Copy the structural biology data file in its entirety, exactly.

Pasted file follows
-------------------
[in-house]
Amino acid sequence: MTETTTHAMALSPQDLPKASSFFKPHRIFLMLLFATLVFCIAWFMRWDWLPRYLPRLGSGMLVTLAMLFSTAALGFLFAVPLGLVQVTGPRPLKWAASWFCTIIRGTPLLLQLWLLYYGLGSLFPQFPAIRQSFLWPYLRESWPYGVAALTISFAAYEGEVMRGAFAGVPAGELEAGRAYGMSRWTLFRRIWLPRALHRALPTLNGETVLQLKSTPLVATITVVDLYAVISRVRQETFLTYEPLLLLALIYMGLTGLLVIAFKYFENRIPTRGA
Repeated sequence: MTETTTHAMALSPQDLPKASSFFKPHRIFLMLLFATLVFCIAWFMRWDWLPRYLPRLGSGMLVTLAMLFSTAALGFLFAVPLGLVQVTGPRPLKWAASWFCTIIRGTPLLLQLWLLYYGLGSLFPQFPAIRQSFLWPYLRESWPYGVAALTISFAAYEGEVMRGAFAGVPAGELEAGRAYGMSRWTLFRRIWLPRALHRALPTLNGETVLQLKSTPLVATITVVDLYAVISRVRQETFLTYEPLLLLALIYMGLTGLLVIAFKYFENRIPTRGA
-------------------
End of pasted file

[in-house]
Amino acid sequence: MTETTTHAMALSPQDLPKASSFFKPHRIFLMLLFATLVFCIAWFMRWDWLPRYLPRLGSGMLVTLAMLFSTAALGFLFAVPLGLVQVTGPRPLKWAASWFCTIIRGTPLLLQLWLLYYGLGSLFPQFPAIRQSFLWPYLRESWPYGVAALTISFAAYEGEVMRGAFAGVPAGELEAGRAYGMSRWTLFRRIWLPRALHRALPTLNGETVLQLKSTPLVATITVVDLYAVISRVRQETFLTYEPLLLLALIYMGLTGLLVIAFKYFENRIPTRGA
Repeated sequence: MTETTTHAMALSPQDLPKASSFFKPHRIFLMLLFATLVFCIAWFMRWDWLPRYLPRLGSGMLVTLAMLFSTAALGFLFAVPLGLVQVTGPRPLKWAASWFCTIIRGTPLLLQLWLLYYGLGSLFPQFPAIRQSFLWPYLRESWPYGVAALTISFAAYEGEVMRGAFAGVPAGELEAGRAYGMSRWTLFRRIWLPRALHRALPTLNGETVLQLKSTPLVATITVVDLYAVISRVRQETFLTYEPLLLLALIYMGLTGLLVIAFKYFENRIPTRGA